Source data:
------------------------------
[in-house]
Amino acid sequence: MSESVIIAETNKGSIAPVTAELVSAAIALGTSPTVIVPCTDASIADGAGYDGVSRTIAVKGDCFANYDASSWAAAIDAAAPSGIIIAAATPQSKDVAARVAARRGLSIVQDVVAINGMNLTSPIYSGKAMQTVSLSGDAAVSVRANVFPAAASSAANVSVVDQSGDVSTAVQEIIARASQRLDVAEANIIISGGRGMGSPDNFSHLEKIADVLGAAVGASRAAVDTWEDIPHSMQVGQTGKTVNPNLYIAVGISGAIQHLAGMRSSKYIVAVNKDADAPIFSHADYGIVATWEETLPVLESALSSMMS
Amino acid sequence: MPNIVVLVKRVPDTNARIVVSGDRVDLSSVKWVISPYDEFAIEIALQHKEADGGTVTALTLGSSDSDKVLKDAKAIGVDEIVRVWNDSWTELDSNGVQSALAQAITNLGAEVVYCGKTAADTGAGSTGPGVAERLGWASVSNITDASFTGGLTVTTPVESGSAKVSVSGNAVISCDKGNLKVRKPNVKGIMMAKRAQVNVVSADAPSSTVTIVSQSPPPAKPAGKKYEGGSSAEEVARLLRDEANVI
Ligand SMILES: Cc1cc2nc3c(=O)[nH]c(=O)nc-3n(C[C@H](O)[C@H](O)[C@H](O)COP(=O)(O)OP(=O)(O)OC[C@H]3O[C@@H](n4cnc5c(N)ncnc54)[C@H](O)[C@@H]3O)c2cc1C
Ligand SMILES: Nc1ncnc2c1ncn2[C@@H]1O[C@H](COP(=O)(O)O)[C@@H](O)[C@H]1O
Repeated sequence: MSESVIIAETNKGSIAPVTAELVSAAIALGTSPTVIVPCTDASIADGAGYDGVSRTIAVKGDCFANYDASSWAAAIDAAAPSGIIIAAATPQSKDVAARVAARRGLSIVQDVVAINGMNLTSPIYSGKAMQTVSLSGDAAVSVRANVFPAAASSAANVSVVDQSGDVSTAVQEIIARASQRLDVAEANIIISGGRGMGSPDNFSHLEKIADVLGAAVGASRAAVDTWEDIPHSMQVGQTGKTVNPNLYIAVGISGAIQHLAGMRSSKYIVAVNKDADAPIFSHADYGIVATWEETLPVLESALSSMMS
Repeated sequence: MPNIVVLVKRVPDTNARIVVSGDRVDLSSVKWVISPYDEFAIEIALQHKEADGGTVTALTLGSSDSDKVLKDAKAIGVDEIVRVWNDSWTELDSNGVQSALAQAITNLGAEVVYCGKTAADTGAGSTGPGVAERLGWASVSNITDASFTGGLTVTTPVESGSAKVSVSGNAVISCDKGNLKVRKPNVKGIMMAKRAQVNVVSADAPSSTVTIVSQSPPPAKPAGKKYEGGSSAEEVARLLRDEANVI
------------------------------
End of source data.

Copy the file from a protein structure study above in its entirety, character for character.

[in-house]
Amino acid sequence: MSESVIIAETNKGSIAPVTAELVSAAIALGTSPTVIVPCTDASIADGAGYDGVSRTIAVKGDCFANYDASSWAAAIDAAAPSGIIIAAATPQSKDVAARVAARRGLSIVQDVVAINGMNLTSPIYSGKAMQTVSLSGDAAVSVRANVFPAAASSAANVSVVDQSGDVSTAVQEIIARASQRLDVAEANIIISGGRGMGSPDNFSHLEKIADVLGAAVGASRAAVDTWEDIPHSMQVGQTGKTVNPNLYIAVGISGAIQHLAGMRSSKYIVAVNKDADAPIFSHADYGIVATWEETLPVLESALSSMMS
Amino acid sequence: MPNIVVLVKRVPDTNARIVVSGDRVDLSSVKWVISPYDEFAIEIALQHKEADGGTVTALTLGSSDSDKVLKDAKAIGVDEIVRVWNDSWTELDSNGVQSALAQAITNLGAEVVYCGKTAADTGAGSTGPGVAERLGWASVSNITDASFTGGLTVTTPVESGSAKVSVSGNAVISCDKGNLKVRKPNVKGIMMAKRAQVNVVSADAPSSTVTIVSQSPPPAKPAGKKYEGGSSAEEVARLLRDEANVI
Ligand SMILES: Cc1cc2nc3c(=O)[nH]c(=O)nc-3n(C[C@H](O)[C@H](O)[C@H](O)COP(=O)(O)OP(=O)(O)OC[C@H]3O[C@@H](n4cnc5c(N)ncnc54)[C@H](O)[C@@H]3O)c2cc1C
Ligand SMILES: Nc1ncnc2c1ncn2[C@@H]1O[C@H](COP(=O)(O)O)[C@@H](O)[C@H]1O
Repeated sequence: MSESVIIAETNKGSIAPVTAELVSAAIALGTSPTVIVPCTDASIADGAGYDGVSRTIAVKGDCFANYDASSWAAAIDAAAPSGIIIAAATPQSKDVAARVAARRGLSIVQDVVAINGMNLTSPIYSGKAMQTVSLSGDAAVSVRANVFPAAASSAANVSVVDQSGDVSTAVQEIIARASQRLDVAEANIIISGGRGMGSPDNFSHLEKIADVLGAAVGASRAAVDTWEDIPHSMQVGQTGKTVNPNLYIAVGISGAIQHLAGMRSSKYIVAVNKDADAPIFSHADYGIVATWEETLPVLESALSSMMS
Repeated sequence: MPNIVVLVKRVPDTNARIVVSGDRVDLSSVKWVISPYDEFAIEIALQHKEADGGTVTALTLGSSDSDKVLKDAKAIGVDEIVRVWNDSWTELDSNGVQSALAQAITNLGAEVVYCGKTAADTGAGSTGPGVAERLGWASVSNITDASFTGGLTVTTPVESGSAKVSVSGNAVISCDKGNLKVRKPNVKGIMMAKRAQVNVVSADAPSSTVTIVSQSPPPAKPAGKKYEGGSSAEEVARLLRDEANVI